Language and cultural barriers, and a disadvantaged socio-economic situation of families and communities, often contribute to young people leaving early from education and training.
Financial problems and poverty drive young people to leave school and find a job. Parents from disadvantaged socio-economic backgrounds are often less engaged in their children’s education due to a poor understanding of the education system, and of the opportunities available. They may also have a negative image of vocational education and training.
Migration often implies an interruption of studies in the country of origin to resume them in a foreign country, often in a different language. This is a challenging transition and may negatively impact educational achievement, increasing the chances of early leaving.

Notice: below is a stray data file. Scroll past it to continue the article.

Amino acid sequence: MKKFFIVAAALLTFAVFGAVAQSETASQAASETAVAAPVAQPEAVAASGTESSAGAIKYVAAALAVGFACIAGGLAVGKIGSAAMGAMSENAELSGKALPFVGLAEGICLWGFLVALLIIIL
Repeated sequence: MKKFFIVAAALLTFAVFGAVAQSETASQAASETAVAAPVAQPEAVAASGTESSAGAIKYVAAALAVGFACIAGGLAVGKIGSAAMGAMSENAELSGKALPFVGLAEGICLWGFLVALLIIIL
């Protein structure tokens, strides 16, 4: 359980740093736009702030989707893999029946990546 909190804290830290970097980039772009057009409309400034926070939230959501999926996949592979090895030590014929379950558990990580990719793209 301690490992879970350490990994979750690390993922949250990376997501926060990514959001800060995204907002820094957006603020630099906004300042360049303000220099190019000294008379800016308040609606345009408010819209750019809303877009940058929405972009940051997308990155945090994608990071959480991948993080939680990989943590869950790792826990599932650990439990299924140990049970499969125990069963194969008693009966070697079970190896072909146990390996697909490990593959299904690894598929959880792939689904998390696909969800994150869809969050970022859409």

Especially for refugee students coming from conflict zones (e.g. Ukraine), schools need to be considered as a safe, inclusive and supportive environment, where they should feel welcome and comfortable to share their experiences. A systemic approach to psychosocial support including cultural and linguistic interventions contributes to the well-being of refugee learners and plays a crucial role in integrating them in school’s life and in the hosting country.
Support measures need to acknowledge the different needs of students. It is also essential to promote inclusiveness and prevent discrimination in education and training environments.